It might have been shock. It might have been sympathy. It might have been a wake-up call. Whatever it was, senior Jack Hilton was not the same after his service trip to Tijuana over spring break.
Hilton’s service trip made him aware of privilege. This affected him deeply enough to want to take some sort of action in raising more awareness.
Since Hilton is also a Resident Assistant in Seattle U’s Xavier House, he took his first actions at a staff meeting by proposing a program that would make people more aware of the privileges they have and might take for granted.
Resident Director Deanne Liu, who was on the same trip as Hilton, thought it was a great idea.
And so, the first ever Privilege Week was formed.
In an email Liu sent out on Privilege Week, Liu said, “The purpose of Privilege Week is to discuss ways in which we might have privilege as a person living in our social, ecological and global context.”
From April 15 to 19, Xavier RAs led events and activities that they encouraged students to participate in.
According to senior Carlos Reyes, a Xavier House RA, Liu was a graduate student at Seattle U who really connected with the Jesuit values of justice and commitment to diversity.
“I think [Liu] just wanted to open people’s minds a bit more,” Reyes said.
The first activity of the week was led by sophomore Xavier RA Alexandra Stoffel. She called it the Privilege String Activity.
“I read off a bunch of statements and if you have that kind of privilege, you tie a knot and you can wear it around your wrist and see how privileged you are or just really feel the weight of where you might not be privileged in some areas, you still have privileges in others,” said Stoffel.
Stoffel’s aim was to show students that they are not apart of just one community, but many in different ways.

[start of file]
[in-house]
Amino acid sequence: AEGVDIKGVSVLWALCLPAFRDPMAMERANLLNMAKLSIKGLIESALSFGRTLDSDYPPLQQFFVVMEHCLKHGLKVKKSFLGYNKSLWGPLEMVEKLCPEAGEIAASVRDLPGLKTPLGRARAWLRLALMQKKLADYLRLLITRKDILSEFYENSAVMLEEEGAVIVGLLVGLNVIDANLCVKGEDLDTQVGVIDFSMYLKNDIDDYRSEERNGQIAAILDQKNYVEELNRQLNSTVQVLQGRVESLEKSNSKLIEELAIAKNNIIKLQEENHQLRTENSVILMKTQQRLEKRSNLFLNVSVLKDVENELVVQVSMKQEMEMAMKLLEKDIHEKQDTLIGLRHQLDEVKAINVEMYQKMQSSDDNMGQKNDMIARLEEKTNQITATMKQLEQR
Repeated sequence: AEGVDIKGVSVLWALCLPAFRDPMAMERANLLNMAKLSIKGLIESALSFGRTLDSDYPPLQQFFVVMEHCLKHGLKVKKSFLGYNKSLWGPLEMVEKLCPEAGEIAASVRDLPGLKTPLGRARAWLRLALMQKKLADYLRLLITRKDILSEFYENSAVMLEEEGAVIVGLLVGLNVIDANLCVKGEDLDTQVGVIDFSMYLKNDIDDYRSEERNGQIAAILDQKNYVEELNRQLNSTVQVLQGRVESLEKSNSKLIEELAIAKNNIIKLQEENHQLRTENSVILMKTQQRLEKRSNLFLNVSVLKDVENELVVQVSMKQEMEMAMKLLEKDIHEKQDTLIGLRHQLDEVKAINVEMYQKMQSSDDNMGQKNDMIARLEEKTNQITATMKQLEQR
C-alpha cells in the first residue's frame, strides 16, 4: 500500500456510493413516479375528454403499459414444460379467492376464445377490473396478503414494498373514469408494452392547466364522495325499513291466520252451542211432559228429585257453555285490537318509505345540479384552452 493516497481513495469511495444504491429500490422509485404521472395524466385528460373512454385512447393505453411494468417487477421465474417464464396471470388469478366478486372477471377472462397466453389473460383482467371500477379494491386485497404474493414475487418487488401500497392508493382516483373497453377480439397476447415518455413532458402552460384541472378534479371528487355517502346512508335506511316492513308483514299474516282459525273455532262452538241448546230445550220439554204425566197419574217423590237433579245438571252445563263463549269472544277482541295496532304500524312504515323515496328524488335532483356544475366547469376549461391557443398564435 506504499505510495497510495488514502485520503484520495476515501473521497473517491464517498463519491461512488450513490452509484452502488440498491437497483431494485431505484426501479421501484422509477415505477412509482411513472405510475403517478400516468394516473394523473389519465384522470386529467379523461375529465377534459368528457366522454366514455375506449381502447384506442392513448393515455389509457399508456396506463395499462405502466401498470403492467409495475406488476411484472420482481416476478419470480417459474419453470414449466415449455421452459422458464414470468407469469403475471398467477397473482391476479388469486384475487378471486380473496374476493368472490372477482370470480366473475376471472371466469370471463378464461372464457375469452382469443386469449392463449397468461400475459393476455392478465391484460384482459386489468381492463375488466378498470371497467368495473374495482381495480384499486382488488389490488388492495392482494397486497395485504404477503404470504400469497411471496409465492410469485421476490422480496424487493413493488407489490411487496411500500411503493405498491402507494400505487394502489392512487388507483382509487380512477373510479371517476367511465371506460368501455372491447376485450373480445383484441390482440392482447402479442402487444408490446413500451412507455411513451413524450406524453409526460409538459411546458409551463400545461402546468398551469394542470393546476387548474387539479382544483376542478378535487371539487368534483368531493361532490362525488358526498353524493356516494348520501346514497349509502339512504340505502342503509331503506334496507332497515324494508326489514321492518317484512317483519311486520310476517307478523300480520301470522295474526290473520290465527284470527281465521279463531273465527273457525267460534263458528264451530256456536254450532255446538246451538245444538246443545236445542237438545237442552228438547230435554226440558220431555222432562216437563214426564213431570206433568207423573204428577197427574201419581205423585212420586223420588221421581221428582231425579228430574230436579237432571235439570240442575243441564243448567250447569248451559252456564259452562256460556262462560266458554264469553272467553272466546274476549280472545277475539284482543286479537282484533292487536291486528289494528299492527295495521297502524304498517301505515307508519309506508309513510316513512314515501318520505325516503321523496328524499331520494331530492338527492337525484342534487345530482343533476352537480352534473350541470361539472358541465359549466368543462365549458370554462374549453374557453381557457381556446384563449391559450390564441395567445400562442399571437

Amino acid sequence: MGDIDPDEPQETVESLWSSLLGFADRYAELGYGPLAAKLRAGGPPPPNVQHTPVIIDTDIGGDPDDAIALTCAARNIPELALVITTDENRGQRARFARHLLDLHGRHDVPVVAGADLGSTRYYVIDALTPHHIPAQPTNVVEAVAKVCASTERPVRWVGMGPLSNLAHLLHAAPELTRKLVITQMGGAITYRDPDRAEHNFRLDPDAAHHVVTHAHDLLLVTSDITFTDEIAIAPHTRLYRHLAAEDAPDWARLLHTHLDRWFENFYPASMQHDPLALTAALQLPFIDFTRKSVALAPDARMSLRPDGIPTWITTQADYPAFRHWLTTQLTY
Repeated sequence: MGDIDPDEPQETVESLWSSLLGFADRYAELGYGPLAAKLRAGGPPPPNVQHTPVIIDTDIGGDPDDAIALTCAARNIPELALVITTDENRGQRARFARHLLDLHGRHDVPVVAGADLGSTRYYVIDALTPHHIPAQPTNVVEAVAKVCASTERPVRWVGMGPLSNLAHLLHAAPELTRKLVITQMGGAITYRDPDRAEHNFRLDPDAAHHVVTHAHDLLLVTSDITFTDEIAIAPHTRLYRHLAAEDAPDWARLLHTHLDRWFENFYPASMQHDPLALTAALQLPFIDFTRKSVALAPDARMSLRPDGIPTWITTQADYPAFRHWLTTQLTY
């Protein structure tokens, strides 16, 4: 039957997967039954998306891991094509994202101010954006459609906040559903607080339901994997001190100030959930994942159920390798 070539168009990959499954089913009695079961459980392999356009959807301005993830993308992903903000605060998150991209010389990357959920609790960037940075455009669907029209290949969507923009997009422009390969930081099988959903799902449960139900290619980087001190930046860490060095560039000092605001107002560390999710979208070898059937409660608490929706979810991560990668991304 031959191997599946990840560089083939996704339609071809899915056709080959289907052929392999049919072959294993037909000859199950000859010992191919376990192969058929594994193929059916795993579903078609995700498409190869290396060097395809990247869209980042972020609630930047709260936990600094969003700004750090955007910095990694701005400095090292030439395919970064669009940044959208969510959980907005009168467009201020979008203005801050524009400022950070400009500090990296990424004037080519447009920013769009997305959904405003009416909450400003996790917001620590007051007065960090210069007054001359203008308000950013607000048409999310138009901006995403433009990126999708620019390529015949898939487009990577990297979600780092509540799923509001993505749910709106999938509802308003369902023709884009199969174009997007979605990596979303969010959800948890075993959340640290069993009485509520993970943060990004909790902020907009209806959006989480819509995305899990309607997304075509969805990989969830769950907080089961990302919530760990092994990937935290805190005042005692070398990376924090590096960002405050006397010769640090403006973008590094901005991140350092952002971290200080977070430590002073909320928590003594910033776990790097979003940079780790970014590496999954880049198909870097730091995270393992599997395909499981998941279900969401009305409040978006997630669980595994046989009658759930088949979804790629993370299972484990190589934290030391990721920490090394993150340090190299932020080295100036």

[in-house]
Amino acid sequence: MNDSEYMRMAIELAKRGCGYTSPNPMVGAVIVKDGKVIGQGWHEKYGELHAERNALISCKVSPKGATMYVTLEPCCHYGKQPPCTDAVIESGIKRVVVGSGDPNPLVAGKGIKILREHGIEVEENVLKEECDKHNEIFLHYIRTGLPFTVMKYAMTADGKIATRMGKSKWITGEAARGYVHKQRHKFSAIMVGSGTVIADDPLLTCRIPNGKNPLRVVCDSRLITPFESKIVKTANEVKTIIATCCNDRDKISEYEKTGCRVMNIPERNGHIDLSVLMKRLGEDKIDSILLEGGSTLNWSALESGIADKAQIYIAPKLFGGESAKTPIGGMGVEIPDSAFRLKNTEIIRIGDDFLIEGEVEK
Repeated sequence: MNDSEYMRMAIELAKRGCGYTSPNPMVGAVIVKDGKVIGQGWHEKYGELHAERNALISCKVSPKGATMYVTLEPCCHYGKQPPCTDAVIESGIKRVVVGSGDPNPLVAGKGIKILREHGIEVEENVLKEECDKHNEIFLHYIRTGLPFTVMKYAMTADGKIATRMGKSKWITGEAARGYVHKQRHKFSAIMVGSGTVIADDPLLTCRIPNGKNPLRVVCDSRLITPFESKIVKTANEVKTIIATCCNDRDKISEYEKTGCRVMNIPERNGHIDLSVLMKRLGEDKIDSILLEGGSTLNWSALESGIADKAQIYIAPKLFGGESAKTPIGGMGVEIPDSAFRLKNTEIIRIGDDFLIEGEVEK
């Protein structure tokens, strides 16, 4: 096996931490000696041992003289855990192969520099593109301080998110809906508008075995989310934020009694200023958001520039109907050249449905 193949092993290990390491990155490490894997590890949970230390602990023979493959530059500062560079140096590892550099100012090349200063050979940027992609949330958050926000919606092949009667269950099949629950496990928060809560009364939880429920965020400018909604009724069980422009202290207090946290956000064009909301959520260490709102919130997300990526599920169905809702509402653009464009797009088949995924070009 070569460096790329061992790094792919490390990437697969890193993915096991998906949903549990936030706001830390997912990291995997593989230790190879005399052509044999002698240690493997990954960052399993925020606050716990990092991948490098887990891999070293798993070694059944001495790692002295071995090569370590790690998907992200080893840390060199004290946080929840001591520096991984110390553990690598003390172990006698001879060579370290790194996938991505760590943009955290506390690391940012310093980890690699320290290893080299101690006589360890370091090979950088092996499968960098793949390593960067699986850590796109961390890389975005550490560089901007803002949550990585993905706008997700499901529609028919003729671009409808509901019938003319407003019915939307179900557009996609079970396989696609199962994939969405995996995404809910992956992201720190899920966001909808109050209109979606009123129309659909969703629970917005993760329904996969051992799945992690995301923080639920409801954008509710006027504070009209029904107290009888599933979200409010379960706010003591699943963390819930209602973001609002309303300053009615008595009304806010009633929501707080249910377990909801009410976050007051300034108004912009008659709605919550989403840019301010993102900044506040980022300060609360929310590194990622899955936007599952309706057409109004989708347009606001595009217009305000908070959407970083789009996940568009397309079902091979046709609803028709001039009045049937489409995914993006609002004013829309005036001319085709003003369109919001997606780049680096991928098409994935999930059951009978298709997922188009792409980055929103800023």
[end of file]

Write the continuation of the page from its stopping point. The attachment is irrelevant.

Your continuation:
Stoffel was pleased with the reactions from the students who participated.
“I think a lot of people understood or were starting to understand where they fit into those categories with the privilege string. It was kind of intense actually,” Stoffel said. “It was really cool. It’s not like an easy subject to talk about, so I like it to be more serious than fun I guess and that’s kind of what happened and that’s good because people got to just realize what kind of privileges they have and what they don’t have to think about.”
Other activities of the week included Hilton giving a talk about his experience in Tijuana and cultural privileges, a documentary viewing of “No Impact Man” on sustainability privilege, and taking students to the Seattle U Drag Show at the week’s end.
This week-long event, though open to the whole school, was more targeted towards the Xavier House residents and they were encouraged to participate.
“Just by being here, you’re kind of involved because you have to think about the different ways that we are privileged because being at Seattle University is such a privilege,” said freshman Alyssa Lund.
“Even if you don’t attend the events, all the posters and all the different ways in which our RA’s are involving us have at least opened my eyes to all the privilege we do have,” said Lund.
Throughout the week, junior Elizabeth O’Lenic, a Xavier House desk assistant, would help encouraging residents to participate by reminding them of the activity that would go on that night.
“Some of them are really open to being like ‘Oh I want to go learn about this, I’ve never thought much about privilege’ and then for a lot of other ones, it’s really uncomfortable for them and I think it’s because they never really acknowledged their privilege. That was actually a great check for me too,” said O’Lenic.
Getting students interested and involved was a challenge the RAs faced.
However, all agreed that this event is important for the students and the school and hoped students could take away something valuable from the experiences of Privilege Week.
“It’s something that the whole school should consider doing because it’s a very important part of just being—being a human, being in this world, being in America. I think it’s an important part of being someone who is able to go to college is to realize how privileged we are in gaining knowledge and opportunity,” Lund said.
O’Lenic shared similar thoughts.
“I like that it’s taking in the outside and self-reflecting. I think that’s really important for people,” O’Lenic said.
Bianca may be reached at [email protected]